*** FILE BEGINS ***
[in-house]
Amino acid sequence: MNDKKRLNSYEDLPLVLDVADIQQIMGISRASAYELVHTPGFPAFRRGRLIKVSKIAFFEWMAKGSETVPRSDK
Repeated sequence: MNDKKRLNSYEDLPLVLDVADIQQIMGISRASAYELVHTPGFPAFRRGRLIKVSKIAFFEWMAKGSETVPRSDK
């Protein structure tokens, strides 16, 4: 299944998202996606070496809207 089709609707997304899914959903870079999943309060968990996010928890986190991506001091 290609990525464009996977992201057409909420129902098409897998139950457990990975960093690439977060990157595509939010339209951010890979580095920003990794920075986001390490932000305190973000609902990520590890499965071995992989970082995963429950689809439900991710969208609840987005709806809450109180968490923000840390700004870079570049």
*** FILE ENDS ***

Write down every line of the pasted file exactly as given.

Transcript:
[in-house]
Amino acid sequence: MNDKKRLNSYEDLPLVLDVADIQQIMGISRASAYELVHTPGFPAFRRGRLIKVSKIAFFEWMAKGSETVPRSDK
Repeated sequence: MNDKKRLNSYEDLPLVLDVADIQQIMGISRASAYELVHTPGFPAFRRGRLIKVSKIAFFEWMAKGSETVPRSDK
């Protein structure tokens, strides 16, 4: 299944998202996606070496809207 089709609707997304899914959903870079999943309060968990996010928890986190991506001091 290609990525464009996977992201057409909420129902098409897998139950457990990975960093690439977060990157595509939010339209951010890979580095920003990794920075986001390490932000305190973000609902990520590890499965071995992989970082995963429950689809439900991710969208609840987005709806809450109180968490923000840390700004870079570049």